11 Suffixes That Gave Us New, Often Terrible Words

An American 'Bookmobile' mobile library circa 1955
An American 'Bookmobile' mobile library circa 1955
Vecchio/Three Lions/Getty Images

People love coining new words. And they love making good use of them—for a while anyway. Bromance, adultescence, and Frankenstorm are just a few of the creative blends that have recently made it big but probably won't stick around.

Sometimes, however, a coinage is so apt and useful that it does stick. When that happens, we sometimes get more than just one new word; we get a new kind of word ending, one that goes on to a long, productive career in word formation. Bookmobile was born in the 1920s and went on to spawn the likes of bloodmobile, Wienermobile, and pimpmobile. Workaholic is a creation of the 1940s that led to everything from chocoholic to sleepaholic to Tweetaholic. But not all of these creative endings have staying power. We don't hear much today from the bootlegger-inspired "-leggers" of the 1940s—the foodleggers, gasleggers, tireleggers, and meatleggers who were circumventing the law to deal in valuable rationed goods.

Here are 11 other word endings that have become productive to varying degrees. You can probably think of a lot more to add to this list. Will they stand the test of time?

1. -nomics

With its origins in the staid and straightforward Nixonomics and Reaganomics, this one has rather promiscuously attached itself to almost everything: burgernomics, beeronomics, sexonomics and so on. All the better for its reproductive advantage—elementary survivalnomics!

2. -athon

According to the Oxford English Dictionary, this one was "barbarously extracted" from marathon back in the 1930s, and it's proved its staying power since. Whether for a good cause or for no cause at all, our telethons, danceathons, bakeathons, drinkathons, complainathons and assorted other verbathons have made this past century something of an athonathon.

3. -gate

This mark of scandal became productive almost immediately after the break-in at the Watergate office complex was uncovered in the early '70s. Anywhere there's a lie, an impropriety, or a cover-up, -gate will find a foothold. It has even spread to other languages: see toallagate ("towelgate"), a term coined after the Mexican government was revealed to have purchased $400 towels for the presidential residences. (There's even a whole Wikipedia page devoted to –gate scandals.)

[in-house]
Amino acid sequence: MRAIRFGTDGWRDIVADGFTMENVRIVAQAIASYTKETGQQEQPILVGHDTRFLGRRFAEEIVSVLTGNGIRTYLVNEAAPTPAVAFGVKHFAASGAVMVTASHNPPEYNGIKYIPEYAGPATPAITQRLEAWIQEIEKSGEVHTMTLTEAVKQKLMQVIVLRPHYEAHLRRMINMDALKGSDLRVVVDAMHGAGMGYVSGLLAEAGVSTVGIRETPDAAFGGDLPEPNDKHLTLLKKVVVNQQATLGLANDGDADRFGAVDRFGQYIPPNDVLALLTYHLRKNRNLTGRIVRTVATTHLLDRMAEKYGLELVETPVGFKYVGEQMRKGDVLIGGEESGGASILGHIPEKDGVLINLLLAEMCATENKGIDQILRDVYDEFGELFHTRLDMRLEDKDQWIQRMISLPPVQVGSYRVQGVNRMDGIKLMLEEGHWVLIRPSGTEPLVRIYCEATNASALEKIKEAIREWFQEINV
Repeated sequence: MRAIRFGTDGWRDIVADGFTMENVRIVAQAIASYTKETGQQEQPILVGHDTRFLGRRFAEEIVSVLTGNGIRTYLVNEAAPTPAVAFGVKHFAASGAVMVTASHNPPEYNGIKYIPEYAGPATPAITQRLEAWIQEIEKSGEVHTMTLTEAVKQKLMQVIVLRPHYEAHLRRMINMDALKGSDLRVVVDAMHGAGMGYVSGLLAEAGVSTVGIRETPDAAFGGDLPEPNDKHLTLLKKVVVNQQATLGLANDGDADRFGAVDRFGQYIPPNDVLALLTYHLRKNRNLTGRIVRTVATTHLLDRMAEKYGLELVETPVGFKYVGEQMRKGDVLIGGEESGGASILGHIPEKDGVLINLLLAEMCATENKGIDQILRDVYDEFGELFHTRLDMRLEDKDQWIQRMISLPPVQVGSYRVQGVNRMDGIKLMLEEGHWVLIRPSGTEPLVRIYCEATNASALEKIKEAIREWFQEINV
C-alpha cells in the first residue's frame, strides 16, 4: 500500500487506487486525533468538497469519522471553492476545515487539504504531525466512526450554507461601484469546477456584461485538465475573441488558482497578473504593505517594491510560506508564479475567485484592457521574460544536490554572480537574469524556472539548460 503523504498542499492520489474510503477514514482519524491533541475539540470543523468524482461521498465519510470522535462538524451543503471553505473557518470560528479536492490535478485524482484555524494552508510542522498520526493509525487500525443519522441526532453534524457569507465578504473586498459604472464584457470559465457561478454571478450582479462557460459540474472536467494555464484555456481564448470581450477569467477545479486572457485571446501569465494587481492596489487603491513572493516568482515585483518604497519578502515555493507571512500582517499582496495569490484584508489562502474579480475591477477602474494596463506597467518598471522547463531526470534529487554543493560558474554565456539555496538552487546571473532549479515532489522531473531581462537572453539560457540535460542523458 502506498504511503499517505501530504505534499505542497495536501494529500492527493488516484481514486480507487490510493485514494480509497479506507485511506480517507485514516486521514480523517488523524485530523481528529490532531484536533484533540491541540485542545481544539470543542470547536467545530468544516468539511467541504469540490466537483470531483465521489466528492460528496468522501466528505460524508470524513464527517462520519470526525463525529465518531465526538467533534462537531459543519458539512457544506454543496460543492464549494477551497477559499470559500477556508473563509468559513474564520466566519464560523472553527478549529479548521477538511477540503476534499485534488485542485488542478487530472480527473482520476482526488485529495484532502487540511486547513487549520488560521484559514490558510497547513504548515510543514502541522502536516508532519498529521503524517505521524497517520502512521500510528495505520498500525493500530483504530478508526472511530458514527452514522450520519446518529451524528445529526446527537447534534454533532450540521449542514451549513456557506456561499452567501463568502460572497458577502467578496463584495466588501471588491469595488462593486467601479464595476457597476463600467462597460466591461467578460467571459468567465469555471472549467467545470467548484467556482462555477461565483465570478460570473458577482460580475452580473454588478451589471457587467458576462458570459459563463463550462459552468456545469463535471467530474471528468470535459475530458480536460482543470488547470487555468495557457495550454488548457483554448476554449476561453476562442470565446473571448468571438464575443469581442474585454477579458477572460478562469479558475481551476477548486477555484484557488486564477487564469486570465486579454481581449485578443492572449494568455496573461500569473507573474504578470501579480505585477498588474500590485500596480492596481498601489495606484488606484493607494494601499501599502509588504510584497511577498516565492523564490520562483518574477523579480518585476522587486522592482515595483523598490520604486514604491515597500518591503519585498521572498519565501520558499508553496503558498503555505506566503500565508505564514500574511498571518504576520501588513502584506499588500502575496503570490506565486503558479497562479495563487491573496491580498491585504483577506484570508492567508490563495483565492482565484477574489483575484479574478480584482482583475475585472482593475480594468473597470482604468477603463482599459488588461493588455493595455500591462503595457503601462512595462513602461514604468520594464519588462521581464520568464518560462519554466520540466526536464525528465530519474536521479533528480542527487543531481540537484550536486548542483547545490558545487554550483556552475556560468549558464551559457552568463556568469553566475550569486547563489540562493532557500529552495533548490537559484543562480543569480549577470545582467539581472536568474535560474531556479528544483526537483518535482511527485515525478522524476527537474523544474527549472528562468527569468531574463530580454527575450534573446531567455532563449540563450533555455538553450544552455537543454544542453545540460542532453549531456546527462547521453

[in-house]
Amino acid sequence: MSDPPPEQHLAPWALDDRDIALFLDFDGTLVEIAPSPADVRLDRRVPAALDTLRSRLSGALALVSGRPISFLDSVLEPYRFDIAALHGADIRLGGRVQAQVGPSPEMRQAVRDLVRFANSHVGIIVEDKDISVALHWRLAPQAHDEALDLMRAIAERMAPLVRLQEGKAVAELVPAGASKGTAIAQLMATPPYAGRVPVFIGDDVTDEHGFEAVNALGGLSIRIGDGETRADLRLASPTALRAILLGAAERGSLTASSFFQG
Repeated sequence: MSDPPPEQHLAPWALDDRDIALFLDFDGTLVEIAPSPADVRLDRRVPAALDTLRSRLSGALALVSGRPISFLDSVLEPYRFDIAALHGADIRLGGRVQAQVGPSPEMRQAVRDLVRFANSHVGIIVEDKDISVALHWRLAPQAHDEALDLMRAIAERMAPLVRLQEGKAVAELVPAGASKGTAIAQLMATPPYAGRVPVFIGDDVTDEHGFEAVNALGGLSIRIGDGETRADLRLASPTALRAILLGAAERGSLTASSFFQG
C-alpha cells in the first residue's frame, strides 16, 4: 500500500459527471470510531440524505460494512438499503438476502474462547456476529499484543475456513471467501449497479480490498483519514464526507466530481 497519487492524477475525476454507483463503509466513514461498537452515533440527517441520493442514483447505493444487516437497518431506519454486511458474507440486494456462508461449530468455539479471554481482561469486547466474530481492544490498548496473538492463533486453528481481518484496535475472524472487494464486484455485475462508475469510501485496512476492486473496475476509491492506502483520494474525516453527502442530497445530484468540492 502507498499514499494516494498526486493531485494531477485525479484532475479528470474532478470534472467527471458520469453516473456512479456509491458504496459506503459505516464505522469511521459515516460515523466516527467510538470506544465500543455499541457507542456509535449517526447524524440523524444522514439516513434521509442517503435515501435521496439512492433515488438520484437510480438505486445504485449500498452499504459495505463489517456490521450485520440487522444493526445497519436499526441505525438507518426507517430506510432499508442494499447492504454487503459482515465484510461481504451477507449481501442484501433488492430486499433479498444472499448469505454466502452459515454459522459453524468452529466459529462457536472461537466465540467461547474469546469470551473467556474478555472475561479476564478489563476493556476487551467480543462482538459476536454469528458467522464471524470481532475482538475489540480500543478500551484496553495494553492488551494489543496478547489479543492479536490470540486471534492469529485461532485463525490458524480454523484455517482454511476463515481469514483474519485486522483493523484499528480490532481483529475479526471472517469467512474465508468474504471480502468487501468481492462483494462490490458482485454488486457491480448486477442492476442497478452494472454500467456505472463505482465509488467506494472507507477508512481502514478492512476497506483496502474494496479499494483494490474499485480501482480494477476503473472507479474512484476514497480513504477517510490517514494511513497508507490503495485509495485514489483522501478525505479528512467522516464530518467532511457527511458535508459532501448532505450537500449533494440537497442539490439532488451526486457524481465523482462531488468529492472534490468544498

4. -splaining

Mansplaining, nerdsplaining, vegansplaining, catsplaining—seems like everybody's got some 'splaining to do these days.

5. -cation

It started with the staycation in the 1940s. Soon –cation no longer cared to preserve the rhyme with vacation, and it roamed free among our leisure pursuits: foodcation, golfcation, shopcation, sleepcation. It can also refer to a break from work. Did you enjoy a recent stormcation? Are you hoping for a few days of snowcation this winter? Or will that make you long for a kidcation?

6. -tainment

Edutainment, watertainment, agritainment, newstainment—why be boring when you can wordertain?

7. -itude

You better check your momitude, geekitude, dudeitude, snarkitude, drunkitude or New Yorkitude. And if it works for you, wear it with prideitude!

8. -tastic

It's cheesetastic! It's craft-tastic! It's awesometastic! Almost anything can be made fantastic with this ending. It can even bring out the unrecognized positive qualities of that which is grosstastic, sadtastic, or craptastic. Beware the –tastic meaning drift, however. Craptastic wavers between "so crappy it's great" and just "super crappy."

9. -licious

Babelicious, bootylicious, funalicious, partylicious, biblicious, yogalicious, mathalicious—if you like it, celebrate it with a –licious!

10. -pocalypse

Snowpocalypse! Heatpocalypse! Will the world end in firepocalypse or icepocalypse? This one seems to have begun in the domain of weather reports, but hysterical exaggeration has proved useful elsewhere. Have you not heard Rush Limbaugh's warning of Barackalypse? The e-reader's bringing of the bookpocalypse? See also: wordmageddon.

11. -gasm

This new word ending offers the … um … ultimate in excitement. Eargasm, joygasm, sportsgasm, teagasm, soupgasm, stylegasm, and yes, ectoplasmgasm.

A version of this story first ran in 2012.

15 Slang Terms You Need to Know

iStock/Sashatigar
iStock/Sashatigar

It’s possible to get the pants from too much honeyfuggling. Spark some conversation with these vintage and regional terms.

1. The Term: Hurkle-Durkle

The Definition: According to John Jamieson’s Etymological Dictionary of the Scottish Language, 200 years ago to hurkle-durkle meant “To lie in bed, or to lounge after it is time to get up or go to work.” Basically, that urge we all fight every weekday morning.

2. The Term: Got the Morbs

The Definition: A phrase from 1880 meaning “temporary melancholia,” according to Passing English of the Victorian Era.

3. The Term: Stubby-Holder

The Definition: An Australian slang term for an insulated beverage holder. (A stubby is Aussie for a 375-milliliter bottle of beer, by the way.)